Several thousand registration forms of new members will arrive today at the Labor Party offices, and may well determine who will become the next leader of the second largest party in Israel. The secretary general of the Labor Party, MK Eitan Cabel, estimates that these forms will reach the 10,000 mark by the time the membership drive ends at 4 P.M. That is, nearly 15 percent of the party's members suddenly remembered they were loyal to Labor's values and were even prepared to sign a standing order at the bank. (According to Cabel, as of yesterday, the number of party members reached 75,000, compared to 45,000 in the last registration drive.)
This coming May, in the race for the party (and Defense Ministry) leadership, these 10,000 registered party members will be able to tip the balance. In the last primaries, the gap between the new chairman, Defense Minister Amir Peretz, and the outgoing chairman, Vice Premier Shimon Peres, was a mere 1,700 votes. According to the opinion polls, the gap between the two leading candidates this time, former prime minister Ehud Barak and MK Ami Ayalon, could be even smaller.
As always, most of the citizens who decided at this time, completely by chance on the eve of the primaries, that they could not live without a Labor Party membership card, were kibbutz women, Arabs, moshavniks and Druze women. There has been no hint of the membership drive on the billboards on the outskirts of cities and in the advertising departments of different newspapers.
The campaign to expand the ranks of the Labor Party was conducted in secret. Cabel explains that the meager fistful he received as a legacy was not enough to hold a reasonable membership drive. Thus, as always, the "field" remains in the hands of the voting contractors. They have neither the time nor the money to go door-to-door in Ramat Aviv. It is far more convenient to clinch the matter with the kibbutz secretary and shake hands with the head of the clan. Peretz's hacks will send Minister (for the moment without portfolio) Ghaleb Majadele to provide the goods from the Arab locales. Barak will send National Infrastructures Minister Benjamin (Fuad) Ben-Eliezer to remind the Druze that Peretz preferred the Muslim Majadele to their Druze colleague Shakib Shanan, who at the last minute remained outside the Knesset. Agriculture Minister Shalom Simhon will draw the moshavniks, and Ami Ayalon's activists will remind the kibbutzniks that he was once one of them.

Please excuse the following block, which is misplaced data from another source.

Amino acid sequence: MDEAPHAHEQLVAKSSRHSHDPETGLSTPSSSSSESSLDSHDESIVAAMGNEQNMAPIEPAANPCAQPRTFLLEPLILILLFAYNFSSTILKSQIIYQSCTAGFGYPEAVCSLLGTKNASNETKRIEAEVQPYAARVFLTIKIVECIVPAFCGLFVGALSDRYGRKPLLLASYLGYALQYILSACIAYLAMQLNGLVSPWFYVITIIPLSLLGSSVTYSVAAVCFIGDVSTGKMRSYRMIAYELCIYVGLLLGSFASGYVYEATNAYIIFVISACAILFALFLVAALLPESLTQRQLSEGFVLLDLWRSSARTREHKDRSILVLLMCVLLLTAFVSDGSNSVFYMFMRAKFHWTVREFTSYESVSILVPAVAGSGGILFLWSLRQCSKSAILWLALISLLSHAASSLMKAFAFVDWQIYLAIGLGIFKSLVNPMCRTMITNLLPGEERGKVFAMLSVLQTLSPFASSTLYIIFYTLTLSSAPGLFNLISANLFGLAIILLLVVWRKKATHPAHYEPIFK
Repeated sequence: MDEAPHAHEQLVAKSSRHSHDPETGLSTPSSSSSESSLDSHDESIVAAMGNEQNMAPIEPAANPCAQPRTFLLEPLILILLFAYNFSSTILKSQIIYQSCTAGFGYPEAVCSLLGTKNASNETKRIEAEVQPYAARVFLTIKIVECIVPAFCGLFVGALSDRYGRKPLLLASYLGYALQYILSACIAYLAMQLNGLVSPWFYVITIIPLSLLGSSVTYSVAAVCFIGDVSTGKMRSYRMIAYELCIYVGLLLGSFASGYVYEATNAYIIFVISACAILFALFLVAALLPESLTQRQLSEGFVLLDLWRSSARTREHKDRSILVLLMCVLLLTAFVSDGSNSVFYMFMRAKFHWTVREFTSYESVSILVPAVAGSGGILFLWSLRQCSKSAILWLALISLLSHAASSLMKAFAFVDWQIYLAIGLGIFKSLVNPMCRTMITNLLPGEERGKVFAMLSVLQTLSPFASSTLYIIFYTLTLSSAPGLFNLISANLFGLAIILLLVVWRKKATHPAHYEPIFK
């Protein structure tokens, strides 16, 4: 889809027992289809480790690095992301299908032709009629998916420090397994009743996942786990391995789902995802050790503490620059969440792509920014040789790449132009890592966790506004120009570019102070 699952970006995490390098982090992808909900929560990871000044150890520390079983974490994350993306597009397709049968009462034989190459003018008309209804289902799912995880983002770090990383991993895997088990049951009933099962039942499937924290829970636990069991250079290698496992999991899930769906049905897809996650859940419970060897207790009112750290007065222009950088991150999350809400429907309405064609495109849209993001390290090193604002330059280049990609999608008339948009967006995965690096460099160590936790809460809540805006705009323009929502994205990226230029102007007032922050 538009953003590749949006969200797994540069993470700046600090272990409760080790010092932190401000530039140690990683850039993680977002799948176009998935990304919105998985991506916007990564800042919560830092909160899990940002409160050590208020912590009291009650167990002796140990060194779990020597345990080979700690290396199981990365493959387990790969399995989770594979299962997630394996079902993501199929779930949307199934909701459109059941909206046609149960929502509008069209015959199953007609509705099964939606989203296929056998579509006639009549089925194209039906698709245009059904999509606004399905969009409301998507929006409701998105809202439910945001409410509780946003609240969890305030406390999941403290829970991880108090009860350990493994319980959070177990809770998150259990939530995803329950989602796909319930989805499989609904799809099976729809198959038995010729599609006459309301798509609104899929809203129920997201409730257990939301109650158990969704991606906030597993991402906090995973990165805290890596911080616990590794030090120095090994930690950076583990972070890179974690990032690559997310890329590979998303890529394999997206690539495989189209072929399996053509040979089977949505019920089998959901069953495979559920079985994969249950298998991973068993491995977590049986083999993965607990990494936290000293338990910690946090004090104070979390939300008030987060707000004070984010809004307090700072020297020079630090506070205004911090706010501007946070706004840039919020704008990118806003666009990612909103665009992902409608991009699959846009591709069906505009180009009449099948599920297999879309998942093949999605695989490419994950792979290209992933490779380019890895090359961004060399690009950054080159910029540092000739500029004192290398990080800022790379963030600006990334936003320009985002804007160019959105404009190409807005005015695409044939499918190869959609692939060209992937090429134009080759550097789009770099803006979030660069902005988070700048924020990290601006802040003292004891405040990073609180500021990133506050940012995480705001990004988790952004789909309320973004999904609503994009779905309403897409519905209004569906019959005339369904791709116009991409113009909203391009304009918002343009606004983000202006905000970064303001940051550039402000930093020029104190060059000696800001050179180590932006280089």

In these sectors there are more than 30,000 party members. In a democracy like this it is not only size that is crucial - discipline is just as important. Instead of wasting time on grassroots activism in the Carmel, it is better to send MK Orit Noked to a kibbutz in the Negev and to get Simhon to contact a moshav in the Galilee. The Labor Party's problem, and that of its members in these sectors, is the loose connection between the influence of the internal elections on the party and their contribution to the general elections. The kibbutzim and the moshavim, the Arab locales and the Druze locales contributed one quarter of the party's seats in the Knesset. Of the half a million eligible voters in the Arab sector, 27,000 voted for Labor. Of more than 200,000 eligible voters in the moshavim, only 13,000 gave their votes to the party. From the Druze, Labor received less than half a Knesset seat and slightly more than one Knesset seat was won from the influential kibbutz sector.